The first two crane chicks ever successfully raised on the Suffolk coast have now left for their warmer winter home.

Cranes successfully raised two chicks on RSPB Snape Wetlands Nature Reserve earlier this year. They are the first-ever recorded pair to fledge young on the county's coast. 

The 202-acre wetland near Snape Maltings is relatively new, with initial work to convert dry grassland into wetland and reedbed starting in 2008, and completed in 2014.

Ponds and pools were excavated, and water levels were controlled to sculpt and create the wetland.  

Since that time, RSPB Snape Wetlands has already attracted breeding bittern, marsh harrier and bearded tit as well as providing new habitat for mammals such as otter and water vole.  

The pair of cranes that successfully raised two chicks on the reserve this summer have attempted to nest in the wetland for two years previously, however, they had not been able to fledge young.  

The reserve still has a lot of time to develop and is very much a work in progress as it becomes established, However, in partnership with the Environment Agency, the reserve is already teeming with wildlife.

The crane is a rare breeder in Britain with only around 65 pairs breeding each year.

Originally returning to the Norfolk broads in 1979, numbers are now steadily increasing - they can often be seen in fenland reserves including Lackford Lakes and Lakenheath Fen in the west of Suffolk.  

Cranes need wetland to breed in, away from disturbance and with protection from predators.

They make a nest in open water, often in emerging vegetation. After the eggs hatch, the family typically look for food near to the nest site for several weeks, but as the chicks get older, they roam further afield.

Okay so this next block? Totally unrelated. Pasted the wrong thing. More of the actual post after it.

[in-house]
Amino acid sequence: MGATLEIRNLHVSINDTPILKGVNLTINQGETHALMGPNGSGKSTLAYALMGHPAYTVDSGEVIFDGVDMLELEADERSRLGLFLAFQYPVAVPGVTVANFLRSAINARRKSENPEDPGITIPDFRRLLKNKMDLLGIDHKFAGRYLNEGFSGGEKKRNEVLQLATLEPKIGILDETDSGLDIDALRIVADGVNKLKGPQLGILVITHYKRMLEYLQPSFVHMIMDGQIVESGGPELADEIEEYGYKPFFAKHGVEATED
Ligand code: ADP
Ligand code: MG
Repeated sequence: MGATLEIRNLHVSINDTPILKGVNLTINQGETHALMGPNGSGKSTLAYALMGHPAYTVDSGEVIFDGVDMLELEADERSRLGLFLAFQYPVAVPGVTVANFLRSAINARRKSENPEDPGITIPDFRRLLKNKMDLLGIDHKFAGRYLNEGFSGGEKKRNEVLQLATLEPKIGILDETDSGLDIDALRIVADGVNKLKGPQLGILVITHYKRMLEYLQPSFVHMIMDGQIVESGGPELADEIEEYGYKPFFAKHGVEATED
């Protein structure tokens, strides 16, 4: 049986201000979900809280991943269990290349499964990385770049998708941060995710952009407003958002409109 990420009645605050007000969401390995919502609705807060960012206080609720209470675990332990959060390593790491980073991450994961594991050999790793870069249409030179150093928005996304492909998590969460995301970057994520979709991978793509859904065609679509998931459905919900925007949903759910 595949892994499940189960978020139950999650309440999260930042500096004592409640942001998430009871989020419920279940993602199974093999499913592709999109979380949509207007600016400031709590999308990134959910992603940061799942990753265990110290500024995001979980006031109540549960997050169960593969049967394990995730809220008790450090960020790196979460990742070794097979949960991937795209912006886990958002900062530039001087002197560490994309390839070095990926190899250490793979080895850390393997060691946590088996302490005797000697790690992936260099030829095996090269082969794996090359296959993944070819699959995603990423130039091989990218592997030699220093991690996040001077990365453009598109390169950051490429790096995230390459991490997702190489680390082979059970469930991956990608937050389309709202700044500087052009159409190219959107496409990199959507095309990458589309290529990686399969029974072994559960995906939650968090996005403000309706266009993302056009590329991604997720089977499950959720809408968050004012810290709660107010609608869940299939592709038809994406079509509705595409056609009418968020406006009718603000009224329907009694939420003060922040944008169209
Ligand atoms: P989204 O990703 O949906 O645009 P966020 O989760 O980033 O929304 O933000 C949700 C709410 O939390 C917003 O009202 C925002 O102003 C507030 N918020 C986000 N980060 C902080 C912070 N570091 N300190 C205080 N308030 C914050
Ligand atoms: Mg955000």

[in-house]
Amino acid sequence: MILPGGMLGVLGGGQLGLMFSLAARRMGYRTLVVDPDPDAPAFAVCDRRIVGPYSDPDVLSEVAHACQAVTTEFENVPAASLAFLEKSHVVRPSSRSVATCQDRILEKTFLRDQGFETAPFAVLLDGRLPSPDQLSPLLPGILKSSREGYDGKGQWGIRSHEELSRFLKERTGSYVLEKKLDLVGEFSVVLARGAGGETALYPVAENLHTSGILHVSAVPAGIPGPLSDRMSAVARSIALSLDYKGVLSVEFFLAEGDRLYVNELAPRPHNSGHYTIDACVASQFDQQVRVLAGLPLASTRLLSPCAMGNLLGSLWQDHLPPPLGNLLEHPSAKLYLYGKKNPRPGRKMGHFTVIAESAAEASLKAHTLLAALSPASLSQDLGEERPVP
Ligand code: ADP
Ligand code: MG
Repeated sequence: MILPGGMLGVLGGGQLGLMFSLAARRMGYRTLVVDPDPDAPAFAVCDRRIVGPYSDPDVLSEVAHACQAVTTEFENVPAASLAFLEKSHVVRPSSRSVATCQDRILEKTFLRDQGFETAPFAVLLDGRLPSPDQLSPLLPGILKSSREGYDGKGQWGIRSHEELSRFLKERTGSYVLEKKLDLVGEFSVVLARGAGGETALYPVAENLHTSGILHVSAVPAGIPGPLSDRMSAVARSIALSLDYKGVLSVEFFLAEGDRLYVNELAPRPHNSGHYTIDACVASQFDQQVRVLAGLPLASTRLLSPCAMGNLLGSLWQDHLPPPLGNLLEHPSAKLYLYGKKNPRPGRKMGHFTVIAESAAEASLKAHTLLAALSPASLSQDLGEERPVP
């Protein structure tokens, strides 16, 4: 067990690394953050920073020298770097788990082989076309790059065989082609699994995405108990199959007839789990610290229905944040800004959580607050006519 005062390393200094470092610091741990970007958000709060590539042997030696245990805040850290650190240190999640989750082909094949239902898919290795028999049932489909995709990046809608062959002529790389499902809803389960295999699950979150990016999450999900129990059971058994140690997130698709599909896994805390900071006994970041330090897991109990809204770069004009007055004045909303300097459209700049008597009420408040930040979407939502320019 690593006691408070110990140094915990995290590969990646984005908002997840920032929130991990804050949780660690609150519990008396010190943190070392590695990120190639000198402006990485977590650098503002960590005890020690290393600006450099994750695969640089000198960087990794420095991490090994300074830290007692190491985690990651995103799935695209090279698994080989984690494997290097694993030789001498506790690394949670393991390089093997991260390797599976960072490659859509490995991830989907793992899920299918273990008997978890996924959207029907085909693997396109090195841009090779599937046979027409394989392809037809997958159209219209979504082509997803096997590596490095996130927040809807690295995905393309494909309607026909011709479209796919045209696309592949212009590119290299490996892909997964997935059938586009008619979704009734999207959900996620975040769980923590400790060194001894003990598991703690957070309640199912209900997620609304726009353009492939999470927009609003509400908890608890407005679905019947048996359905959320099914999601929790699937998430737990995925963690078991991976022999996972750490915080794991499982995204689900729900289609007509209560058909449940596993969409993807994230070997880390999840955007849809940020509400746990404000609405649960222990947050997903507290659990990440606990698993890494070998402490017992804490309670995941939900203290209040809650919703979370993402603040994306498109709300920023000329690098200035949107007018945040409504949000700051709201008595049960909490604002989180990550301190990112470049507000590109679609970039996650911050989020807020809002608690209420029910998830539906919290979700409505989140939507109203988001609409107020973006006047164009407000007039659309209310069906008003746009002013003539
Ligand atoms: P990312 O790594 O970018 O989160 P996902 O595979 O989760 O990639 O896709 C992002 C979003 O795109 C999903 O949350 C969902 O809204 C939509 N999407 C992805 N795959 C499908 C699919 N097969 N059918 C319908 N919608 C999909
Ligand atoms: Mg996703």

East Anglian Daily Times: The family of cranes flying over Snape Wetland Nature Reserve.The family of cranes flying over Snape Wetland Nature Reserve. (Image: Eddie Marsh/RSPB)

Aaron Howe, RSPB site manager for the South Suffolk Coast, said: “To have cranes successfully breed and fledge on the Suffolk coast for the first time and for it to be on our relatively new Snape Wetlands reserve, is a great achievement.

"We hope this kick starts the population of cranes on the Suffolk coast and they become more widespread within the area of outstanding natural beauty.  

“The cranes fledged the nest back in August, but because these birds are very susceptible to disturbance by people, we’ve waited until the family had time to grow and leave the site for the winter before shouting about how amazing this moment is.


East Anglian Daily Times: Aaron Howe from the RSPB.Aaron Howe from the RSPB. (Image: Archant)"We will continue to manage the reserve's wetlands to encourage more cranes to breed here, hopefully next year and beyond, and we thank the Environment Agency for their continued support.”